DPPOS Phase 3
DPPOS Phase 3 was designed to evaluate the long-term effects of the original DPP interventions, in particular the effect of metformin compared with placebo on total cancer at the end of the first 5 years of Phase 3 and MACE (Major Adverse Cardiovascular Events: MI, stroke or CVD death) at the end of the second 4 years. Secondary aims include the evaluation of the long-term intervention effects on continued diabetes prevention, conventional CVD risk factors, biochemical markers of atherosclerosis and inflammation, and individual components of the microvascular outcome (retinopathy, nephropathy, and neuropathy). Additional major secondary outcomes include aging-related outcomes, such as quality of life, activities of daily living, physical function, and cognitive function. At the request of the National Institute on Aging (NIA), DPPOS added spirometry as a measure of pulmonary function, a 6-minute walk test as a measure of cardiorespiratory fitness, and conducted a pilot study to obtain medical records to adjudicate hospitalized infections and fractures in 2016-17. NIA also funded another DXA measurement in DPPOS Year 17. These new outcomes enable DPPOS Phase 3 to compute the Healthy Aging Index, as well as a multi-morbidity index, to determine the long-term effects of the original DPP interventions and to evaluate predictors of long-term healthy aging. Beginning in DPPOS Year 17, new measures of neuropathy were also added to identify symptomatic distal symmetric polyneuropathy (DSPN).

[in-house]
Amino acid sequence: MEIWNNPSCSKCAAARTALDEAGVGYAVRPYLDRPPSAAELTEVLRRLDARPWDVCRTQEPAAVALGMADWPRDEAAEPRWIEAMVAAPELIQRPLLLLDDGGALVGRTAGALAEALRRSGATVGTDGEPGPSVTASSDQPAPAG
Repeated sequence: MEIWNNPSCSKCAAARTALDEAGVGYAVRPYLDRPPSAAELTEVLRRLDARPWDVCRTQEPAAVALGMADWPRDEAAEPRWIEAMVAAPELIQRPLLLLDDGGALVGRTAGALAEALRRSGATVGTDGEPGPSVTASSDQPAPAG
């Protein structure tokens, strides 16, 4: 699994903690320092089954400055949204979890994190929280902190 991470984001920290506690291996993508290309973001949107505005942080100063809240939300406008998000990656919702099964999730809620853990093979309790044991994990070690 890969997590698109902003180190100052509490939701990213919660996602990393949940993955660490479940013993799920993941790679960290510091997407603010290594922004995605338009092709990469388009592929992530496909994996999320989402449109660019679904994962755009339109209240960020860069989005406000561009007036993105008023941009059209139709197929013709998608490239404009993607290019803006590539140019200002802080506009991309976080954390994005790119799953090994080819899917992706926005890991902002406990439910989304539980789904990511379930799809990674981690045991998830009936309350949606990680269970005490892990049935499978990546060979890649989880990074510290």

The protocol for the Diabetes Prevention Program Outcomes Study (DPPOS), describes the background, design and organization of the DPPOS. The protocol is maintained by the Coordinating Center (CoC) at the George Washington University Biostatistics Center through new releases of the entire protocol or issuance of supplemental protocol memoranda. The preface contains a summary of the protocol modifications made during the DPPOS. Comments or questions regarding aspects of the DPPOS protocol, including distribution, should be directed to the staff of the CoC .
Below is the most up-to-date version:
Program Staff Only: To access the research group website, please click here.
DPPOS Coordinating Center